A March 2024 ballot measure that would have required hotels to make vacant rooms available to homeless people appears to be dead on arrival. Unite Here Local 11, which represents 32,000 hotel workers in Southern California and Arizona, has agreed to withdraw the measure in exchange for a local ordinance restricting new hotel development.
The ordinance was introduced Wednesday after the union struck a deal with Council President Paul Krekorian. Council members Hugo Soto-Martinez, John Lee, Katy Yaroslavsky, Nithya Raman, Bob Blumenfield and Traci Park joined Krekorian in supporting the proposal.
The new regulations would establish a more complicated approval process for hotel development. Hotel developers would have to replace any existing housing that gets demolished in order to build a new hotel. The city would also have additional resources to crack down on short-term rentals that become a nuisance. For instance, hotels and short-term rental hosts would need to get operating permits from the Los Angeles Police Department.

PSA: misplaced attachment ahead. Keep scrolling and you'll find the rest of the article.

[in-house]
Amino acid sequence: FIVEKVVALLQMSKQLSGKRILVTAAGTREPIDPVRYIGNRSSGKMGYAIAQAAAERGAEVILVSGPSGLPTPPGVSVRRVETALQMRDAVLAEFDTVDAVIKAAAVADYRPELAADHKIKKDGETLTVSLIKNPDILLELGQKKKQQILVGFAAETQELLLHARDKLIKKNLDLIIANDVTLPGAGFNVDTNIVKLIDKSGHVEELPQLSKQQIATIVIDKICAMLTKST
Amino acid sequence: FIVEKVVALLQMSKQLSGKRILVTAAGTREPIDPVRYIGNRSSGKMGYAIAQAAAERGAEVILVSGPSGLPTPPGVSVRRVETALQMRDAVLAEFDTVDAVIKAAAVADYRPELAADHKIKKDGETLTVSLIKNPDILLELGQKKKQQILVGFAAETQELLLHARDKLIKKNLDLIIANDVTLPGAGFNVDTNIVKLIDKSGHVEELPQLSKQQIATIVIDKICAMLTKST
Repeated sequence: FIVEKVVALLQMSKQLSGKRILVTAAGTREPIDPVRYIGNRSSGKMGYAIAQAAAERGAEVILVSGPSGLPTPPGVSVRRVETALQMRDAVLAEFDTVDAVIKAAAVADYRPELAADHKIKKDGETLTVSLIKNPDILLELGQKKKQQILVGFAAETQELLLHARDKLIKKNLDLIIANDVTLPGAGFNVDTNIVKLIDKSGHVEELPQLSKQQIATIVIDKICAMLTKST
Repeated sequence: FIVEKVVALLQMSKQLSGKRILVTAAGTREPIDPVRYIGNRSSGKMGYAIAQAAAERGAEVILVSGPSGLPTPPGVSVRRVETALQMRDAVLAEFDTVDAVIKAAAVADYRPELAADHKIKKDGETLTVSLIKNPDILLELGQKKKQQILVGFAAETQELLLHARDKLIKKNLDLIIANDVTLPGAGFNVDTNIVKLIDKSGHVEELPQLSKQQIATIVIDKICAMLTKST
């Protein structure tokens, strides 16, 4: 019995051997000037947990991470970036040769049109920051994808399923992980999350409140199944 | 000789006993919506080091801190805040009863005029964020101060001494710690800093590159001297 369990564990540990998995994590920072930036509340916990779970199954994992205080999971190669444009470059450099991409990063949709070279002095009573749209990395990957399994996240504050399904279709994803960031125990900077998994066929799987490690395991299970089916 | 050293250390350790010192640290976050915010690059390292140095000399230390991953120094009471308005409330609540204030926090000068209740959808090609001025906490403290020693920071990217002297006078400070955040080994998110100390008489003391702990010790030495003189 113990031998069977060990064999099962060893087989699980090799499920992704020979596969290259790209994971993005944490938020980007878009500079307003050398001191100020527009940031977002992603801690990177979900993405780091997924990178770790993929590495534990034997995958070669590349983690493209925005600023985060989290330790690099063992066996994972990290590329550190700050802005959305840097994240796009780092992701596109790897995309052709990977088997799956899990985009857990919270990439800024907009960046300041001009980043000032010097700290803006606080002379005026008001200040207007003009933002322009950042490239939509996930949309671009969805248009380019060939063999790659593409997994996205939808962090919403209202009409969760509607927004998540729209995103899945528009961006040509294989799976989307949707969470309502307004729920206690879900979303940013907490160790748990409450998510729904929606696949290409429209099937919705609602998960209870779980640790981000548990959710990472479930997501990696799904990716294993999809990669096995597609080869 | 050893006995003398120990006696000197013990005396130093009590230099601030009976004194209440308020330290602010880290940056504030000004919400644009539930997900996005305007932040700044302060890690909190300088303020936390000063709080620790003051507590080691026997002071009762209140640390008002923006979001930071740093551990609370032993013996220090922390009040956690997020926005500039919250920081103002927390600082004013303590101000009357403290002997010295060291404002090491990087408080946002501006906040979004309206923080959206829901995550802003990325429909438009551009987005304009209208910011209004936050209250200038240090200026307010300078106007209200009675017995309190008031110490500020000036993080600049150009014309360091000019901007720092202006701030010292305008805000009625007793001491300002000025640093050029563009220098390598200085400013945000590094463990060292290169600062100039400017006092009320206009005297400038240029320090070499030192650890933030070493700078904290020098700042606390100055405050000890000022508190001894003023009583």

“We have said all along that our contract campaign has been about two things: housing for our members where they work and a living wage,” Kurt Petersen, the union’s co-president, said in a statement. “With this ordinance, we have done more to protect housing than any single contract demand would have done.”
The ordinance could also end up improving the union’s bargaining position at individual hotels if increased rates drive up hotel profits.
Councilmember Traci Park praised the ordinance for averting a potential catastrophe for the hospitality industry.
“The thought of putting individuals, many of whom have very serious mental health and substance abuse issues, [in hotel rooms] without on-site services is a recipe for disaster,” Park said.